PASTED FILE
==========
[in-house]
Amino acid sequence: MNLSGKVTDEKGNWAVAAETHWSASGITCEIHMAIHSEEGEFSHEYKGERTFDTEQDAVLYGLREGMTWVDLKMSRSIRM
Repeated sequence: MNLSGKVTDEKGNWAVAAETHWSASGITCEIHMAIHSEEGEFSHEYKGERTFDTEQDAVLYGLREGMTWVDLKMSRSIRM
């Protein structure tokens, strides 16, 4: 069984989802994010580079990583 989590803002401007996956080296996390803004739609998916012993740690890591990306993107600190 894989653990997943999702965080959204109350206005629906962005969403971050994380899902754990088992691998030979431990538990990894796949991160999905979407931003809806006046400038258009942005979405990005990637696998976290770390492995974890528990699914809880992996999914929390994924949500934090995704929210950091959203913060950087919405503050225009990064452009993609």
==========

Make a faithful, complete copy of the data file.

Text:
[in-house]
Amino acid sequence: MNLSGKVTDEKGNWAVAAETHWSASGITCEIHMAIHSEEGEFSHEYKGERTFDTEQDAVLYGLREGMTWVDLKMSRSIRM
Repeated sequence: MNLSGKVTDEKGNWAVAAETHWSASGITCEIHMAIHSEEGEFSHEYKGERTFDTEQDAVLYGLREGMTWVDLKMSRSIRM
């Protein structure tokens, strides 16, 4: 069984989802994010580079990583 989590803002401007996956080296996390803004739609998916012993740690890591990306993107600190 894989653990997943999702965080959204109350206005629906962005969403971050994380899902754990088992691998030979431990538990990894796949991160999905979407931003809806006046400038258009942005979405990005990637696998976290770390492995974890528990699914809880992996999914929390994924949500934090995704929210950091959203913060950087919405503050225009990064452009993609």